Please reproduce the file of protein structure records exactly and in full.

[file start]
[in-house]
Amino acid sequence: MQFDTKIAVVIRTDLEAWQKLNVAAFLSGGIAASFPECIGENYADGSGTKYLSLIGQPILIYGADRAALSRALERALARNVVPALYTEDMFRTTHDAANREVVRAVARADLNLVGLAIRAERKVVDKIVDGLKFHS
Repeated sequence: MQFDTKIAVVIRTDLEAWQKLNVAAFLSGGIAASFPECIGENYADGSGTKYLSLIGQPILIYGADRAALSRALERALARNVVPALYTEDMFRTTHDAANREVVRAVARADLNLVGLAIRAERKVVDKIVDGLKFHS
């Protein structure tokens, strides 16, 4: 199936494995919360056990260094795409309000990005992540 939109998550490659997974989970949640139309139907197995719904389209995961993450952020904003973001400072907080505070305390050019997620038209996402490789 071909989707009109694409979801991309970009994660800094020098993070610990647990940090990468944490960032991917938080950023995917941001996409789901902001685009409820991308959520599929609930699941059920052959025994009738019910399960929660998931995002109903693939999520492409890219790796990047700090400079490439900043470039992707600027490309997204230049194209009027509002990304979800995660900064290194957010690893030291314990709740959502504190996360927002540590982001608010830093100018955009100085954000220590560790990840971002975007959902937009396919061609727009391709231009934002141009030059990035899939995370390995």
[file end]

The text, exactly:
[in-house]
Amino acid sequence: MQFDTKIAVVIRTDLEAWQKLNVAAFLSGGIAASFPECIGENYADGSGTKYLSLIGQPILIYGADRAALSRALERALARNVVPALYTEDMFRTTHDAANREVVRAVARADLNLVGLAIRAERKVVDKIVDGLKFHS
Repeated sequence: MQFDTKIAVVIRTDLEAWQKLNVAAFLSGGIAASFPECIGENYADGSGTKYLSLIGQPILIYGADRAALSRALERALARNVVPALYTEDMFRTTHDAANREVVRAVARADLNLVGLAIRAERKVVDKIVDGLKFHS
């Protein structure tokens, strides 16, 4: 199936494995919360056990260094795409309000990005992540 939109998550490659997974989970949640139309139907197995719904389209995961993450952020904003973001400072907080505070305390050019997620038209996402490789 071909989707009109694409979801991309970009994660800094020098993070610990647990940090990468944490960032991917938080950023995917941001996409789901902001685009409820991308959520599929609930699941059920052959025994009738019910399960929660998931995002109903693939999520492409890219790796990047700090400079490439900043470039992707600027490309997204230049194209009027509002990304979800995660900064290194957010690893030291314990709740959502504190996360927002540590982001608010830093100018955009100085954000220590560790990840971002975007959902937009396919061609727009391709231009934002141009030059990035899939995370390995």